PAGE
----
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Homework Help: Easy u sub

  1. Feb 29, 2012 #1
    question: integral of [(3-ln2x)^3]/2x

    my workings:

    I let u = 3-ln2x
    then du= -2/x dx
    so -1/2du = 1/x dx

    this leaves me with -(1/2)*integral of u^3/2 du

    I take the bottom 2 out to get -(1/2)*(1/2) * integral of u^3 du

    which is -1/4 * (u^4)/4

    then I sub u in to get

    -1/4 *(3-ln2x)/4

    Which is -1/16 * (3-ln2x)

    On my test I only got 8/10 for this question and When I plug this example into Wolfram it gives some wacky answer.

    Can someone tell me if I'm right? Thanks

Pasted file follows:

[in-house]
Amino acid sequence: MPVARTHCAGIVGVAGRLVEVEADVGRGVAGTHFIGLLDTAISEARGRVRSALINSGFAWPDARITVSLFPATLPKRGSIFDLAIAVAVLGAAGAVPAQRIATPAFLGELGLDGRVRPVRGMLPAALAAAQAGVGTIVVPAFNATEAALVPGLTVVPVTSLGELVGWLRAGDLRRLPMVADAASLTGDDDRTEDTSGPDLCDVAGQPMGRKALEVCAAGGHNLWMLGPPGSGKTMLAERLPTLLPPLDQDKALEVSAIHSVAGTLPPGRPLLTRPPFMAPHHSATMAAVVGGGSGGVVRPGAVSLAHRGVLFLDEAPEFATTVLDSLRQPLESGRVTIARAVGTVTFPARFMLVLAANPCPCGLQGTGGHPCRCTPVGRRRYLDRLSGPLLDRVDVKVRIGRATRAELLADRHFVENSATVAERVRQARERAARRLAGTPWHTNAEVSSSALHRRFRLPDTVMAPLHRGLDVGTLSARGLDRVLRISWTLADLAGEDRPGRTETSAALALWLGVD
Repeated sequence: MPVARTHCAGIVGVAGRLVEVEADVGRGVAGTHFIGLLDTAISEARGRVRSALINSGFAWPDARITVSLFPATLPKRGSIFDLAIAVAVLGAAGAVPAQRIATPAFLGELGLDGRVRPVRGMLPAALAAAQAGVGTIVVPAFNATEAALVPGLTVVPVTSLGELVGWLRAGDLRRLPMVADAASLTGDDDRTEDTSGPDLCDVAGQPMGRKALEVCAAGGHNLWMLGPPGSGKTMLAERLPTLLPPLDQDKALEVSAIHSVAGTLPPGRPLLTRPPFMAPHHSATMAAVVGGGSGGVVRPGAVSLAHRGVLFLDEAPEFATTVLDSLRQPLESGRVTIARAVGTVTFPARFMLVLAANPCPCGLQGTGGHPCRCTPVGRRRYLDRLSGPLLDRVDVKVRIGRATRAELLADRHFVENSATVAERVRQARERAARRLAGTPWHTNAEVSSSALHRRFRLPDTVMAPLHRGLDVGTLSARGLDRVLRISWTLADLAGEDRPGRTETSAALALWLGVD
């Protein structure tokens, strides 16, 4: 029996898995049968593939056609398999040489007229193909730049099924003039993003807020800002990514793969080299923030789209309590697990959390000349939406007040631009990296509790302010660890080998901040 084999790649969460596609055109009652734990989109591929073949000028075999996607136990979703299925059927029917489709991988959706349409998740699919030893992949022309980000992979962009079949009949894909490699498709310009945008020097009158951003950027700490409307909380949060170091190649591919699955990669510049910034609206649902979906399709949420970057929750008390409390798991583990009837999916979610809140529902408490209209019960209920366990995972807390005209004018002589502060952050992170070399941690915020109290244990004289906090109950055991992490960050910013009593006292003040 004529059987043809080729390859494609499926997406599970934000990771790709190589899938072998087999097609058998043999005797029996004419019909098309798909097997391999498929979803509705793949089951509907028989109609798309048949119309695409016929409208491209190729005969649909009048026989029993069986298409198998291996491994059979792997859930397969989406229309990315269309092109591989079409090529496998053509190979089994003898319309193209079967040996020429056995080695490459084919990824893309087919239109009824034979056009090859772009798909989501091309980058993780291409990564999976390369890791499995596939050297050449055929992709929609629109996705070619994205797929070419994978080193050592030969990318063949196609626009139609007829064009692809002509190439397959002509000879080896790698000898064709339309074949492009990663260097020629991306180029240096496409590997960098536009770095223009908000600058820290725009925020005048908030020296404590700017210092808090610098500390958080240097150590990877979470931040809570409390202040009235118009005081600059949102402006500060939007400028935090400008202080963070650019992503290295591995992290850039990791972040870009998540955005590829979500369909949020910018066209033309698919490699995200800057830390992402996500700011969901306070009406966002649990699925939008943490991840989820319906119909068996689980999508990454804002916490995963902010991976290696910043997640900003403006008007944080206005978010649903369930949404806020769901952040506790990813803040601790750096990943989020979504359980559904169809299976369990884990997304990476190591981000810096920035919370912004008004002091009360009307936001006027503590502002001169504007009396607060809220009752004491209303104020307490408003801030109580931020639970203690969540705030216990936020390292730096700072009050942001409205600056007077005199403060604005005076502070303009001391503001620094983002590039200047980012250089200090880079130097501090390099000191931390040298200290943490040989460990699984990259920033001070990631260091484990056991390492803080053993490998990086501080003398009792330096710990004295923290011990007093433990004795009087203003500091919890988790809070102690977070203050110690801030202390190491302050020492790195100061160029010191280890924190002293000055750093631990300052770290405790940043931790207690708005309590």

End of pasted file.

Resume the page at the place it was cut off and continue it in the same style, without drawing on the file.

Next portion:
2. jcsd
  3. Feb 29, 2012 #2


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    Science Advisor
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    Gold Member

    No. du = -(1/x)dx. You need the chain rule there.

    You left off the 4th power. Fix those two mistakes and it is correct.
  4. Feb 29, 2012 #3
    Oops.. the 4th power I did write on my test just missed it there..

    and damn I cant believe I got that derivative wrong haha

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